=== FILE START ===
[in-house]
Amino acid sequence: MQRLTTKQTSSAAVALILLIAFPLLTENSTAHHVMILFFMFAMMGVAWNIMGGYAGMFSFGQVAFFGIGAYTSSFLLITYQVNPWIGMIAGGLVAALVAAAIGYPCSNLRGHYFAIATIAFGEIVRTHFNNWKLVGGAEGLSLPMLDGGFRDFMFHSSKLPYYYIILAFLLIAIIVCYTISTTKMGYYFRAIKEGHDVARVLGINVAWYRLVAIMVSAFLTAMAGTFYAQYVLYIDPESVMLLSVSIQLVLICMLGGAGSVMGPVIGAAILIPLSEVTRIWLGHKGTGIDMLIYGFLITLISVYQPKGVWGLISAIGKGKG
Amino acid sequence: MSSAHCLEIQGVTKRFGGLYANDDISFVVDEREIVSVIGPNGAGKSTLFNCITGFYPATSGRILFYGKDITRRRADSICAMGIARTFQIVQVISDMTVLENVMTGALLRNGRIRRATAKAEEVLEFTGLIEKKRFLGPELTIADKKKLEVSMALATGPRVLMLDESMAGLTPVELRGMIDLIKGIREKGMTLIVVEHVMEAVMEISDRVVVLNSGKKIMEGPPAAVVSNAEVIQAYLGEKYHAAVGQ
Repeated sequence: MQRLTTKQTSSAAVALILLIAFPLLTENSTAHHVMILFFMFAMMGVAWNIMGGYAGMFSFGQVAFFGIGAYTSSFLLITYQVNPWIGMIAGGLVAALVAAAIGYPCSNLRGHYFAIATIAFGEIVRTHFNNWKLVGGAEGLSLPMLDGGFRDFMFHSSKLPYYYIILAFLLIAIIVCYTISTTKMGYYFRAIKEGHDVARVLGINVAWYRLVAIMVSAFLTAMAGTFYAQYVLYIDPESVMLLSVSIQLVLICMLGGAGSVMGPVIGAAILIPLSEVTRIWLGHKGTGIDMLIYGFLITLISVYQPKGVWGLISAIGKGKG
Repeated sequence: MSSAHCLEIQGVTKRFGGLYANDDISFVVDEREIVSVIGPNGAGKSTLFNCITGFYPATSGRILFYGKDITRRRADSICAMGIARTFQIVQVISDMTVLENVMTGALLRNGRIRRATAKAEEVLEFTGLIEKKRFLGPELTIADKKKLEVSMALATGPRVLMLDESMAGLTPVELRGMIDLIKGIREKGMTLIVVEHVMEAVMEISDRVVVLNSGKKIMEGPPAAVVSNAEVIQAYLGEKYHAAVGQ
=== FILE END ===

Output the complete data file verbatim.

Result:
[in-house]
Amino acid sequence: MQRLTTKQTSSAAVALILLIAFPLLTENSTAHHVMILFFMFAMMGVAWNIMGGYAGMFSFGQVAFFGIGAYTSSFLLITYQVNPWIGMIAGGLVAALVAAAIGYPCSNLRGHYFAIATIAFGEIVRTHFNNWKLVGGAEGLSLPMLDGGFRDFMFHSSKLPYYYIILAFLLIAIIVCYTISTTKMGYYFRAIKEGHDVARVLGINVAWYRLVAIMVSAFLTAMAGTFYAQYVLYIDPESVMLLSVSIQLVLICMLGGAGSVMGPVIGAAILIPLSEVTRIWLGHKGTGIDMLIYGFLITLISVYQPKGVWGLISAIGKGKG
Amino acid sequence: MSSAHCLEIQGVTKRFGGLYANDDISFVVDEREIVSVIGPNGAGKSTLFNCITGFYPATSGRILFYGKDITRRRADSICAMGIARTFQIVQVISDMTVLENVMTGALLRNGRIRRATAKAEEVLEFTGLIEKKRFLGPELTIADKKKLEVSMALATGPRVLMLDESMAGLTPVELRGMIDLIKGIREKGMTLIVVEHVMEAVMEISDRVVVLNSGKKIMEGPPAAVVSNAEVIQAYLGEKYHAAVGQ
Repeated sequence: MQRLTTKQTSSAAVALILLIAFPLLTENSTAHHVMILFFMFAMMGVAWNIMGGYAGMFSFGQVAFFGIGAYTSSFLLITYQVNPWIGMIAGGLVAALVAAAIGYPCSNLRGHYFAIATIAFGEIVRTHFNNWKLVGGAEGLSLPMLDGGFRDFMFHSSKLPYYYIILAFLLIAIIVCYTISTTKMGYYFRAIKEGHDVARVLGINVAWYRLVAIMVSAFLTAMAGTFYAQYVLYIDPESVMLLSVSIQLVLICMLGGAGSVMGPVIGAAILIPLSEVTRIWLGHKGTGIDMLIYGFLITLISVYQPKGVWGLISAIGKGKG
Repeated sequence: MSSAHCLEIQGVTKRFGGLYANDDISFVVDEREIVSVIGPNGAGKSTLFNCITGFYPATSGRILFYGKDITRRRADSICAMGIARTFQIVQVISDMTVLENVMTGALLRNGRIRRATAKAEEVLEFTGLIEKKRFLGPELTIADKKKLEVSMALATGPRVLMLDESMAGLTPVELRGMIDLIKGIREKGMTLIVVEHVMEAVMEISDRVVVLNSGKKIMEGPPAAVVSNAEVIQAYLGEKYHAAVGQ